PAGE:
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Northern Ireland S Lost Opportunity

Author: Tony Novosel
Publisher: Pluto Press
ISBN: 9780745333106
Size: 70.52 MB
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Northern Ireland's Lost Opportunity is a unique in-depth investigation into working-class Loyalism in Northern Ireland as represented by the Ulster Volunteer Force (UVF), the Red Hand Commando (RHC) and their political allies.In an unorthodox account, Tony Novosel argues that these groups, seen as implacable enemies by Republicans and the left, did develop a political analysis of the Northern Ireland conflict in the 1970s which involved a compromise peace with all political parties and warring factions – something that historians and writers have largely ignored. Distinctive, deeply informed and provocative, Northern Ireland's Lost Opportunity is the first study to focus not on the violent actions of the UVF/RHC but on their political vision and program which, Novosel argues, included the potential for a viable peace based on compromise with all groups, including the Irish Republican Army.

Inventing The Myth

Author: Connal Parr
Publisher: Oxford University Press
ISBN: 019250925X
Size: 77.20 MB
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This book approaches Ulster Protestantism through its theatrical and cultural intersection with politics, re-establishing a forgotten history and engaging with contemporary debates. Anchored by the perspectives of ten writers - some of whom have been notably active in political life - it uniquely examines tensions going on within. Through its exploration of class division and drama from the early twentieth century to the present, the book restores the progressive and Labour credentials of the community's recent past along with its literary repercussions, both of which appear in recent decades to have diminished. Drawing on over sixty interviews, unpublished scripts, as well as rarely-consulted archival material, it shows - contrary to a good deal of clichéd polemic and safe scholarly assessment - that Ulster Protestants have historically and continually demonstrated a vigorous creative pulse as well as a tendency towards Left wing and class politics. St. John Ervine, Thomas Carnduff, John Hewitt, Sam Thompson, Stewart Parker, Graham Reid, Ron Hutchinson, Marie Jones, Christina Reid, and Gary Mitchell profoundly challenge as well as reflect their communities. Illuminating a diverse and conflicted culture stretching beyond Orange Order parades, the weaving together of the lives and work of each of the writers highlights mutual themes and insights on their identity, as if part of some grander tapestry of alternative twentieth-century Protestant culture. Ulster Protestantism's consistent delivery of such dissenting voices counters its monolithic and reactionary reputation.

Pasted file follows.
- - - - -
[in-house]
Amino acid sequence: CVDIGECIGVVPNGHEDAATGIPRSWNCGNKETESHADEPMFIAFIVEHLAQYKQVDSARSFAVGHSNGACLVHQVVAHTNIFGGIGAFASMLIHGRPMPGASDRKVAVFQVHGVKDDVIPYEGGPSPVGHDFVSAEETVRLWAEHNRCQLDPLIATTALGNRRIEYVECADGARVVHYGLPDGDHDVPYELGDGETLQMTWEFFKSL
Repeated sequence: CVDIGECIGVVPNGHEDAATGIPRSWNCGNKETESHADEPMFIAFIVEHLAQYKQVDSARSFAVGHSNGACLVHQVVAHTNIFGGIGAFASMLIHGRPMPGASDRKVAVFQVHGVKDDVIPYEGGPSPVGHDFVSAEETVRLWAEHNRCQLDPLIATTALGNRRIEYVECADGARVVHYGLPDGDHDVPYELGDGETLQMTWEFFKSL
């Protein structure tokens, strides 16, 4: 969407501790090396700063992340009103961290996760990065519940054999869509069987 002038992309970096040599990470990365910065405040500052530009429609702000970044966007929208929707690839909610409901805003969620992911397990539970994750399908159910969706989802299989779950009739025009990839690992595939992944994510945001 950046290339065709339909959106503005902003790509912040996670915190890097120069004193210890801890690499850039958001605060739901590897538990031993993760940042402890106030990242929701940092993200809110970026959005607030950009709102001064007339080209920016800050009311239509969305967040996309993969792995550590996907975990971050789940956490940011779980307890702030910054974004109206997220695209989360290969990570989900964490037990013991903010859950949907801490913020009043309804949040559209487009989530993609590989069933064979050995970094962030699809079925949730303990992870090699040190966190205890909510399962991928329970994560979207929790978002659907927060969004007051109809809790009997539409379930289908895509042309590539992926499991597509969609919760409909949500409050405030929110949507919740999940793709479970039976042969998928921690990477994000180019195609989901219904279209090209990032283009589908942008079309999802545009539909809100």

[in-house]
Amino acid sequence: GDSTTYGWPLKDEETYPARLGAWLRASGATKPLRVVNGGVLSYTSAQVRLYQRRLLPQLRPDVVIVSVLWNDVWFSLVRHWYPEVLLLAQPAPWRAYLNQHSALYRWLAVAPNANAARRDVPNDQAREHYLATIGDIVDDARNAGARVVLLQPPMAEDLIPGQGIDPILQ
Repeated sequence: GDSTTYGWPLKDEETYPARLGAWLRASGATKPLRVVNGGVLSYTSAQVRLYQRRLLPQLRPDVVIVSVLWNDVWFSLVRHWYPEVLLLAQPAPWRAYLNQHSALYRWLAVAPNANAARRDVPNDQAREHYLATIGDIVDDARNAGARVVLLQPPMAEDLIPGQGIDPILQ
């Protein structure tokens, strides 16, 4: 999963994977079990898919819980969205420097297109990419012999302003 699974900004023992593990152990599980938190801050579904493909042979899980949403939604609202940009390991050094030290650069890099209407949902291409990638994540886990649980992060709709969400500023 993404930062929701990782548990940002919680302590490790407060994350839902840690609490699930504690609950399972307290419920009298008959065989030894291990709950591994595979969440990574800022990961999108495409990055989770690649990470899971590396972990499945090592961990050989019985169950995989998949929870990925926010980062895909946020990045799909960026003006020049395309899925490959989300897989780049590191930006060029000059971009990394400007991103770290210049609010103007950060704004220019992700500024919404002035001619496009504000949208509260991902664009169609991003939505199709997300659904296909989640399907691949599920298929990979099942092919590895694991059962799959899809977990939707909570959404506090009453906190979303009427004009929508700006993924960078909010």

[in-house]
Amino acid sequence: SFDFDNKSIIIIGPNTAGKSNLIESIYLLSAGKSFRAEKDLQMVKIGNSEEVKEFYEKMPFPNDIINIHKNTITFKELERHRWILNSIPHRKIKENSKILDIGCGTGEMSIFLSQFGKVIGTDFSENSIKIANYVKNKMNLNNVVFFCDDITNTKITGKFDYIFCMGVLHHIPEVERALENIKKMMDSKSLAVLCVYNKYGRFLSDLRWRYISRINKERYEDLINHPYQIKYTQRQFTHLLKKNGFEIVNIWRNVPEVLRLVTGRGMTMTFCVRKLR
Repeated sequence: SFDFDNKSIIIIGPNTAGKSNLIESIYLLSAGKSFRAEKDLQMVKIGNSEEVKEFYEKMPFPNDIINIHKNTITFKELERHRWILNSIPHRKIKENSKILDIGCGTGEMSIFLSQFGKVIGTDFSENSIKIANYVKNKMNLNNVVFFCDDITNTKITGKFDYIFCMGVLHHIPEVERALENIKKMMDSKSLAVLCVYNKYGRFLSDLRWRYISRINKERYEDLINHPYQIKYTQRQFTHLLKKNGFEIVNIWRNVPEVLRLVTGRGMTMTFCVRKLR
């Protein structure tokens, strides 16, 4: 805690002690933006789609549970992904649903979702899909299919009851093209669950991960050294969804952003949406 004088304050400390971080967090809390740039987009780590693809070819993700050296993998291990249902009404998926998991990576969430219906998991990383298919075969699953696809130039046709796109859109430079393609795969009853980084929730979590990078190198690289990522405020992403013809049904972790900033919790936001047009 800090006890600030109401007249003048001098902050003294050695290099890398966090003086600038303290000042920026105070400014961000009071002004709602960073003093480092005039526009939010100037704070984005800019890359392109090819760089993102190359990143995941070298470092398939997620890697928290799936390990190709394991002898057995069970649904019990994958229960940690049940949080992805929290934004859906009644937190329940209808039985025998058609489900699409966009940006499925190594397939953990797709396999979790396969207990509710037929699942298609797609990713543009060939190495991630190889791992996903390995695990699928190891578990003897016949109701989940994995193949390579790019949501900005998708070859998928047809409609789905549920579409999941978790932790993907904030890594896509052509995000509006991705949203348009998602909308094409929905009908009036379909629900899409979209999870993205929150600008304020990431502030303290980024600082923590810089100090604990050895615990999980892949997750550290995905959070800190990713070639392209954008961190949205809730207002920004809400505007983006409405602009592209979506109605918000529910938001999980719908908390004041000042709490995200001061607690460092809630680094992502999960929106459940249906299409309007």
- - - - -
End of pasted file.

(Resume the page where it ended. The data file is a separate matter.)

100 Years Of Irish Republican Violence 1916 2016

Author: John Morrison
Publisher: Routledge
ISBN: 1315444860
Size: 37.57 MB
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At Easter of 1916 an armed insurrection, launched by paramilitary republicans, took place in Ireland. When the General Post Office in Dublin was seized on Easter Monday, the rebels declared a free Irish Republic, independent from Great Britain. In the century that has passed since the Easter Rising, each generation of Irish republicans has mounted their own paramilitary campaign to bring about an independent united Ireland, from the War of Independence, to The Troubles, and right up to the modern-day dissident republican violence. By bringing together a range of researchers, from across a variety of academic disciplines, this edited volume analyses the one hundred years of Irish republican violence from 1916 to 2016. The assembled authors assess the evolution of paramilitary violence through a variety of themes, including the IRA from 1919-21, the case of ‘the Disappeared’, the relationship between counterterrorism killings and Provisional IRA bombings, and the analysis of modern-day violent dissident republican statements. Bringing the volume to a close are two long-form interviews with two key actors within the Troubles, Danny Morrison and Billy Hutchinson. In these interviews they discuss their own perspective on one hundred years of Irish republican paramilitary violence. This book was originally published as a special issue of Terrorism and Political Violence.